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404-876-9333

 

4480-H South Cobb DR

# 318

Smyrna, GA 30080

Since 1998, Dirty Work Pooper Scooper service has provided dog waste removal service to many metro-Atlanta areas. CLICK HERE for full service area. Some of the areas Dirty Work Pet Waste Removal cleans include: 

 

Alpharetta, Ansley Park, Avondale Estates, Brookhaven, Buckhead, Candler Park, Chamblee, Chastain, Country Clubs (numerous), parts of Cumming, Decatur, Dekalb, Downtown Atlanta, Doraville, Druid Hills, Duluth, Dunwoody, East Atlanta, Emory, Garden Hills, Grant Park,  Inman Park, Kennesaw, Lawrenceville, Lenox Park, Little Five Points, Mableton, Marietta, Midtown (Atlanta), Morningside, Norcross, Oakhurst, Peachtree Hills, Powder Springs, Roswell, Sandy Springs, parts of Stone Mountain, Smyrna, Suwanee, Tucker, Vinings, Virginia Highlands and more.

 

What services does Dirty Work Dog Waste Removal Service perform in metro Atlanta?  We clean the dog & pet waste from your yard, also commonly asked for as pooper scooper service, dog waste cleanup and removal, pooper-scooper service, pet waste cleanup and remover, pooper scooper, pet waste cleanup and removal service, poop scoop, scoop poop, dog poop cleaning, Atlanta pet service, pet waste cleanup, dog service, pet service, dog waste, poop business, scoop dog poop, poop scooping company, poop cleanup, poop pickup business, dog poop scoopers, dog waste cleanup and remover service, pooper scooper, pet waste stations, DogiPots, Fido Stations, and more!

Editorial: Law and odor

July 17, 2014

By BDN Staff
Tuesday, March 27, 2007 - Bangor Daily News

 

The early weeks of spring arrive with their cherished events: Crocuses lift through the thawing earth on the sunny sides of buildings, children begin searching for the baseball gloves they left somewhere (under the bed, maybe) and the Bangor Daily News appeals to scofflaws of Bangor’s pooper-scooper ordinance to make a clean break from their habit.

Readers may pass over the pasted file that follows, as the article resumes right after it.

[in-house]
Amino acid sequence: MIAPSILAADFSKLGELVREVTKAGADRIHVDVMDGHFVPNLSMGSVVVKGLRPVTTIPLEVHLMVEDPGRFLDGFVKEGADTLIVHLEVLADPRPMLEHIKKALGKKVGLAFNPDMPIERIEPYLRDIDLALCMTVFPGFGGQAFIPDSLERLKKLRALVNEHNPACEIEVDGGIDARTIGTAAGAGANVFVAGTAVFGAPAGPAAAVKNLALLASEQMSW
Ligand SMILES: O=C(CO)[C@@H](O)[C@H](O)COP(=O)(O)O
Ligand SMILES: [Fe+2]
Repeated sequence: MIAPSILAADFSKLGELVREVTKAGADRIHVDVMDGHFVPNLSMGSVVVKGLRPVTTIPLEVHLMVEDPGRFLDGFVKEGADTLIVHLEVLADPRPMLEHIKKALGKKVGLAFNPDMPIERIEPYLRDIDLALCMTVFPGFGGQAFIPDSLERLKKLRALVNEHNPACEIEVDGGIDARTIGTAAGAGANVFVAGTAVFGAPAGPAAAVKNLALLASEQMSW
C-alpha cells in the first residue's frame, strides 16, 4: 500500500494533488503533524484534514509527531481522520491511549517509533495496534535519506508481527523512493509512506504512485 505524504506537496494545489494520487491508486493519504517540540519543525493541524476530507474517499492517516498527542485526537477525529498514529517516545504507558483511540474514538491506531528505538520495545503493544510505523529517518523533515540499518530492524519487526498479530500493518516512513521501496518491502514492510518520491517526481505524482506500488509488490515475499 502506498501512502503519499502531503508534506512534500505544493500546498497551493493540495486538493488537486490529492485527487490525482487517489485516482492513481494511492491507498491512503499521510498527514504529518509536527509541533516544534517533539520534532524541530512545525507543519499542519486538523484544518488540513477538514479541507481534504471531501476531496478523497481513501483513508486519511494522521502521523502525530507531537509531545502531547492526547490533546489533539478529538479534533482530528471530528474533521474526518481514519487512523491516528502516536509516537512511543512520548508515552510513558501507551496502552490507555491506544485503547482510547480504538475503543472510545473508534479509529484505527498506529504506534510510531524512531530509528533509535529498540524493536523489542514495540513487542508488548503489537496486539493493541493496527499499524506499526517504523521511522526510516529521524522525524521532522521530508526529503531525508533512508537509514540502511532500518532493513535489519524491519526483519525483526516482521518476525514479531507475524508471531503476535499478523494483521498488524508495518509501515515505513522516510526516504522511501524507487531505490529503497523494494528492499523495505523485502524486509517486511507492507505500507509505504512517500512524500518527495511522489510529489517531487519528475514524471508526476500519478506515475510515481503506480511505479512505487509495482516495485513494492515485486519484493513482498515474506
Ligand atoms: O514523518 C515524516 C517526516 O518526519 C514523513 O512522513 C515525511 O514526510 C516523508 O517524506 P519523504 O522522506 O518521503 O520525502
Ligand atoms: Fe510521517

A whiff of spring has brought city residents to their local parks, where a whiff of the parks may send them home. The winter litter boxes for the canine have thawed again, and the word should go forth, again, to remind dog owners that other residents don’t want and shouldn’t have to encounter their pets’ excrement.

This is a safety and sanitation issue, and a losing one if it is merely seen as an enforcement question. Few people want police to spend their time waiting to hand a ticket to a scofflaw dog owner caught in the act of not cleaning up. But unless the city — its officials and its residents — acts as if the habits of some owners are unacceptable, the spring mess will be a permanent feature of the city’s parks and sidewalks and on its increasingly popular city forest trails.

During the past 20 years, Bangor’s parks have undergone a transformation, often at the insistence of parents who recalled what these recreational areas once looked like and could look like again. City officials have gone from merely listening to complaints to becoming leaders in turning parks such as Chapin and Broadway, Fairmount and Newbury Street into attractive family spots, places where children can find plenty to do and parents can feel their kids are safe. Except for the poop.

Bangor passed a pooper-scooper ordinance in 1984, and it has helped; it’s now common to see responsible pet owners cleaning up after their dogs, a very encouraging sign and evidence that this problem can be solved. But there are also those who did not care about much but the relief of their darling Fifi. The result: workers removing hundreds of piles of poop from Merchant’s Plaza and vendors at Bangor’s artisan market wielding shovels before they can set up their wares.

Perhaps all that can be done is to appeal to the better natures of dog owners, to ask them to consider, of all the uses of the city’s parks, how their action — or inaction — fits into kids playing ball, families having picnics or folks enjoying an evening stroll.

A demand for owners to clean up is not anti-dog. It is a sincere effort to deal with an aesthetic problem that has serious potential health consequences. The parks around the city these days are evidence that too many dog owners still don’t care.

 

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